THERE is a noticeable difference in the length of the days now, with the evenings closing in early, making for much shorter days and forcing us to slow down in the garden as there just is not the daylight hours to be outside tending to it.
It’s a time to slow down and move to the planning stage for 2021, which, all going well, will bring us another productive growing year,.
Planning is an important part of getting the most from your garden and this may be as elaborate as devising a crop rotation for the vegetable garden and deciding what vegetables to grow for the coming year, or be as simple as introducing a new tree or shrub into some part of the garden this dormant season.
So when is the best time to plant a tree? Some say twenty years ago! That may very well be, but better late than never!
It is said that if there is an ‘r’ in the month it is a good time to plant a tree. We are right in the middle of the months with ‘r’ in them and so it is an ideal time for planting.
It is important to consider what is the right tree for your garden and to look at the height and spread at maturity, as most trees will be a manageable size when planted and will grow considerably over their lifetime.
Planning ahead will ensure that trees will not become problematic in future years by becoming too tall, spreading too close to buildings, or casting too much shade where it is not wanted.
Planting trees has a real feelgood factor and if it is a deciduous tree that loses its leaves every winter, then it will provide an indicator of the changing seasons when you look out the window.
Autumnal hues will be revealed in the fall of the year and fresh new growth in the springtime. Choosing wisely will ensure maximum indulgence regarding colour and interest, and if you’re gardening in a small space, this is an important consideration.
Some good small trees to consider are Crataegus permisilis ‘Prunifolia’ (see plant of the week below).
Sorbus sargentiana is a small tree which can get to 10 metres in height. It has crimson leaf colour in the autumn and generous clusters of bright red berries which the birds love. The new foliage in spring has hints of red through it. This tree prefers a free-draining soil in full sun to reach its full potential.
Salix babyonica var pekinensis ‘Tortuosa’, or the corkscrew willow, is a tree grown for its attractive contorted branches. It is fast growing and can get to over 10 metres, however it can be pruned hard regularly to encourage the contorted new growth. It prefers full sun and a water-retentive soil to thrive.
Betula albo-sinensis ‘Fascination’ (right), or the chinese red barked birch, has brown peeling bark, a pyramidal shape and luminous yellow autumn leaf colour. It is a medium sized tree that can get to over 10 metres and prefers a moisture-retentive but free-draining soil.
Picea pungens ‘Koster’, Colorado spruce, is a medium sized conifer that can get to about 10 metres in height and it has a compact conical shape which brings to mind a Christmas tree. It has bright bluish new growth which matures to a green blue colour. A good tree to consider for decoration outdoors.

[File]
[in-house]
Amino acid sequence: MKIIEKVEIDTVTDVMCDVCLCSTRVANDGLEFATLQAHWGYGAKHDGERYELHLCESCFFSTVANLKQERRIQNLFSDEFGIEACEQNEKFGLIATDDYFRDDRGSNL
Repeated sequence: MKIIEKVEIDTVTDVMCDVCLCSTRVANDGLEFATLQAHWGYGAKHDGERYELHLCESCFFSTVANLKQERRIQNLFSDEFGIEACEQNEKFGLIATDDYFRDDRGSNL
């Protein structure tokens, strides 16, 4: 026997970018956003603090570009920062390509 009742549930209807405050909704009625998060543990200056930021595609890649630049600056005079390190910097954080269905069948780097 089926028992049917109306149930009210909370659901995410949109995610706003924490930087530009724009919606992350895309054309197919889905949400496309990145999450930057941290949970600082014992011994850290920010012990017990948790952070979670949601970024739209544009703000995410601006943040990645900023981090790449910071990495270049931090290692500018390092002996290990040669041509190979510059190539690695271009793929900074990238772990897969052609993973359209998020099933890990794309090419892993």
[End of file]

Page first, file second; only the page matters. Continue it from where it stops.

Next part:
Luma apiculata, or myrtle, is a very attractive small tree for the garden. It has small, dark green evergreen leaves that contrast nicely with the cinnamon coloured bark of the trunk. It needs a well drained soil in full sun and shelter from cold winds to thrive and once it is established it will seed itself freely in the garden.
This year has been what is called a ‘mast’ year for acorns, with oak trees producing a bumper crop of seed. Squirrels and jays are two great planters of this seed in the wild as they bury the loot for leaner times during the winter, but do not get round to finding it all and so some of the acorns get a chance to germinate and grow away from the parent plant.
It is getting a bit late but there may be a few still lying around that could be planted in a pot to start your own oak seedling.
Lots of space is needed to grow these native parkland trees and they are commonly seen growing in hedgerows throughout the countryside with their distinctive lobed leaves and domed shape at maturity.
Plant of the week
Crataegus permisilis ‘Prunifolia’ is considered a small tree which has it all going on.
It flowers in springtime, producing white flowers typical of hawthorns, and these flowers are followed by red clusters of berries, which the birds love.
It also has excellent autumn leaf colour, turning various hues of orange and yellow in October and November. Its thorny branches stand bare for the winter but they are dense and so still provide some screening even when devoid of leaves.
It will grow on most sites, sheltered or exposed, and requires a well drained soil.
This tree will get to an eventual height of between four and eight metres with a similar spread as it has a bushy habit. It may sucker a bit from the base and these suckers should be removed as soon as possible to keep the trunk of the tree clear stemmed and prevent energy being invested in growth that makes it look more like a shrub than a tree.